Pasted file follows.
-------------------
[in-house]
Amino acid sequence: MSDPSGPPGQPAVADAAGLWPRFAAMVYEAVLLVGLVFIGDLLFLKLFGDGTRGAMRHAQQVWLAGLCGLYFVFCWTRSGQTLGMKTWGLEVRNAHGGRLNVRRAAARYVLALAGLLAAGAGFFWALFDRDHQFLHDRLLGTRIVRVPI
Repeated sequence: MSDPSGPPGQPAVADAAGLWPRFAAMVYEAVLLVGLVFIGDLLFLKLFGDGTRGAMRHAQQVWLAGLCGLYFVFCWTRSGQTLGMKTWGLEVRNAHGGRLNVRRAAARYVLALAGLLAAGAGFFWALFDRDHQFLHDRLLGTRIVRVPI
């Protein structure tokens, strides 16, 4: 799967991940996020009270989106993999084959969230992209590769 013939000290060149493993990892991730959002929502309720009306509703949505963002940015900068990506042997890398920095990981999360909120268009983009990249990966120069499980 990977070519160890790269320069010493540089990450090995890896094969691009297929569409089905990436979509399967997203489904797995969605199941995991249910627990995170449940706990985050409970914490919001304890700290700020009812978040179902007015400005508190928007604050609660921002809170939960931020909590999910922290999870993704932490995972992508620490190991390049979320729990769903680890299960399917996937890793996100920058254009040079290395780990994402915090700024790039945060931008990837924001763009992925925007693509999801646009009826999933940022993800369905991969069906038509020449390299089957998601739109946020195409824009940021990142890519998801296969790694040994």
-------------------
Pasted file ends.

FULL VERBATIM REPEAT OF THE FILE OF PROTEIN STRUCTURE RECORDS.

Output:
[in-house]
Amino acid sequence: MSDPSGPPGQPAVADAAGLWPRFAAMVYEAVLLVGLVFIGDLLFLKLFGDGTRGAMRHAQQVWLAGLCGLYFVFCWTRSGQTLGMKTWGLEVRNAHGGRLNVRRAAARYVLALAGLLAAGAGFFWALFDRDHQFLHDRLLGTRIVRVPI
Repeated sequence: MSDPSGPPGQPAVADAAGLWPRFAAMVYEAVLLVGLVFIGDLLFLKLFGDGTRGAMRHAQQVWLAGLCGLYFVFCWTRSGQTLGMKTWGLEVRNAHGGRLNVRRAAARYVLALAGLLAAGAGFFWALFDRDHQFLHDRLLGTRIVRVPI
């Protein structure tokens, strides 16, 4: 799967991940996020009270989106993999084959969230992209590769 013939000290060149493993990892991730959002929502309720009306509703949505963002940015900068990506042997890398920095990981999360909120268009983009990249990966120069499980 990977070519160890790269320069010493540089990450090995890896094969691009297929569409089905990436979509399967997203489904797995969605199941995991249910627990995170449940706990985050409970914490919001304890700290700020009812978040179902007015400005508190928007604050609660921002809170939960931020909590999910922290999870993704932490995972992508620490190991390049979320729990769903680890299960399917996937890793996100920058254009040079290395780990994402915090700024790039945060931008990837924001763009992925925007693509999801646009009826999933940022993800369905991969069906038509020449390299089957998601739109946020195409824009940021990142890519998801296969790694040994």